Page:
Liza Greis

Do-it-yourself projects and Home Decor

DIY Fold Down Desk

It’s been a hot second since I posted on the blog and I am long overdue for a post on the DIY fold down desk in the room I did for my nephew. It is a smallish room that is sometimes shared with his older brother so I needed to maximize the space. A fold down desk was the perfect option. They are simple to build and easy to customize.



I added some shelves above so he could display his special things that had been stuffed in the closet. His love the Yankees so I stenciled their logo to the front of the DIY  fold down desk.



It is the perfect spot to do a little homework!



Supplies For DIY Fold Down Desk

*Some links are affiliate.

1X6 Boards

1×4 Boards

Kreg Jig

Wood Screws


Gas Spring Hinges

Small Butt Hinges

3/4″ Birch Plywood

Birch Veneer Edging


Cork Board


I apologize for the small amount of progress shots. I normally take a lot more photos along the way for very detailed tutorials. Sometimes when it’s down to the wire with a deadline and it’s the last project, I am going to fast to stop after each step. I hope that since this is such an easy project, you will understand it enough to replicate it or make your own version.

Step 1

Build a simple box with butt joints. I built mine so that it would fit around the 17×23 inch cork board with room for some shelves. I painted it blue since I wanted a two-toned look.

Step 2

I built a desktop out of 3/4″ plywood that would fit inside the blue box frame. It can be tricky to get it to fit perfectly inside and allow room for hinges so if you’d rather, you can always make it to fit on the outside. I used an iron to attach the veneer edging to give it a more finished look but this is optional. I also added the banding to the shelf/cubbie pieces.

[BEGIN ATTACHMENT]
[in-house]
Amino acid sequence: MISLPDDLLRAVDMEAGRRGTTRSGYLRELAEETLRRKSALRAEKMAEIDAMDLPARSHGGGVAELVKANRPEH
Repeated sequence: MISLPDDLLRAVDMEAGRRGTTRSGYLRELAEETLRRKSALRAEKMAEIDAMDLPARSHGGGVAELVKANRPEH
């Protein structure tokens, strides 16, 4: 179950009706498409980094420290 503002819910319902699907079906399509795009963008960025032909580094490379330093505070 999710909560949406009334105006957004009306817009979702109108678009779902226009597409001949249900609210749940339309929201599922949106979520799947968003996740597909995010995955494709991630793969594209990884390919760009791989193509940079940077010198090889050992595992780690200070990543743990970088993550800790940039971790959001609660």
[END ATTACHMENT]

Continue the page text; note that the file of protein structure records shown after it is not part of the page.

Step 3

Using some of the left over 3/4″ plywood, I cut strips to attach to the blue box frame. You could also use 1×4 boards. I used pocket holes (that I drilled with the Kreg Jig) and pocket screws to attach them to the frame. These are what will get screwed into studs to secure it to the wall. (see photo below)


Step 4

Using scrap pieces of plywood left over from the desk top, I cut a couple of pieces to create shelves on the side. I added banding to the edges that would show. I stained and polyurethaned them before attaching them with brad nails.

To hide the braces on the back and to act as the back for the shelf area, I used a scrap piece of 1/8 inch plywood left over from the floating shelves, but you could use scrap 3/4″ plywood from the desktop as well.

Make sure if you are doing an inset door, that you don’t have the shelves come all the way to the front of the blue box frame. Allw 3/4″ for the desktop.



Step 5

I attached the desktop to the blue box frame using small butt hinges. Once it was on, then I added the gas spring hinges. I thought I would need a magnetic latch to keep it closed, but the gas spring hinges keep it very secure.

I did not put the cork board in until I had screwed it into the wall studs. It was a tight enough fit that I did not need to secure it. If it is loose, you could use poster putty to keep it in place if you don’t want to nail or screw it in place.



It is the perfect sized desk for a laptop and easily closes for when it’s not needed!


If you missed the full room reveal, you can catch it HERE.


Pin For Later:

Subscribe to My Blog!


    Leave a Reply

    Your email address will not be published. Required fields are marked *

    This site uses Akismet to reduce spam. Learn how your comment data is processed.